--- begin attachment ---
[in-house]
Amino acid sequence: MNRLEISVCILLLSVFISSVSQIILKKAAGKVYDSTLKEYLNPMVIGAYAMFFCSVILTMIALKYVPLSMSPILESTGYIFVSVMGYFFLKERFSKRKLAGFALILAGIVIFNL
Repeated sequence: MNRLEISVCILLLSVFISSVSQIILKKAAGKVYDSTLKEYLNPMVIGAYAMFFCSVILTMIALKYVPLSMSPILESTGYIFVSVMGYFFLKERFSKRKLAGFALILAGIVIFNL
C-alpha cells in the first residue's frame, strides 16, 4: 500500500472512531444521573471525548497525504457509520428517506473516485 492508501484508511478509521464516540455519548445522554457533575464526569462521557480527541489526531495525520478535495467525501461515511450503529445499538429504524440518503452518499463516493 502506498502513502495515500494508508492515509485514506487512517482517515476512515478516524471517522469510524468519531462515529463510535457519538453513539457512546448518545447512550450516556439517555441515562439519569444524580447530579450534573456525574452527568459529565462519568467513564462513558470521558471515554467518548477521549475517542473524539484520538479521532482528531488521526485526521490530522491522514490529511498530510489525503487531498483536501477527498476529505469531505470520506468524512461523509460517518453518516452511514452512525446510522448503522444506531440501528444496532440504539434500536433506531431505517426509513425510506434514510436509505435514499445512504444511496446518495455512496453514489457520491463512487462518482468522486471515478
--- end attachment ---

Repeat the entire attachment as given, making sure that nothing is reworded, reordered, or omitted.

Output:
[in-house]
Amino acid sequence: MNRLEISVCILLLSVFISSVSQIILKKAAGKVYDSTLKEYLNPMVIGAYAMFFCSVILTMIALKYVPLSMSPILESTGYIFVSVMGYFFLKERFSKRKLAGFALILAGIVIFNL
Repeated sequence: MNRLEISVCILLLSVFISSVSQIILKKAAGKVYDSTLKEYLNPMVIGAYAMFFCSVILTMIALKYVPLSMSPILESTGYIFVSVMGYFFLKERFSKRKLAGFALILAGIVIFNL
C-alpha cells in the first residue's frame, strides 16, 4: 500500500472512531444521573471525548497525504457509520428517506473516485 492508501484508511478509521464516540455519548445522554457533575464526569462521557480527541489526531495525520478535495467525501461515511450503529445499538429504524440518503452518499463516493 502506498502513502495515500494508508492515509485514506487512517482517515476512515478516524471517522469510524468519531462515529463510535457519538453513539457512546448518545447512550450516556439517555441515562439519569444524580447530579450534573456525574452527568459529565462519568467513564462513558470521558471515554467518548477521549475517542473524539484520538479521532482528531488521526485526521490530522491522514490529511498530510489525503487531498483536501477527498476529505469531505470520506468524512461523509460517518453518516452511514452512525446510522448503522444506531440501528444496532440504539434500536433506531431505517426509513425510506434514510436509505435514499445512504444511496446518495455512496453514489457520491463512487462518482468522486471515478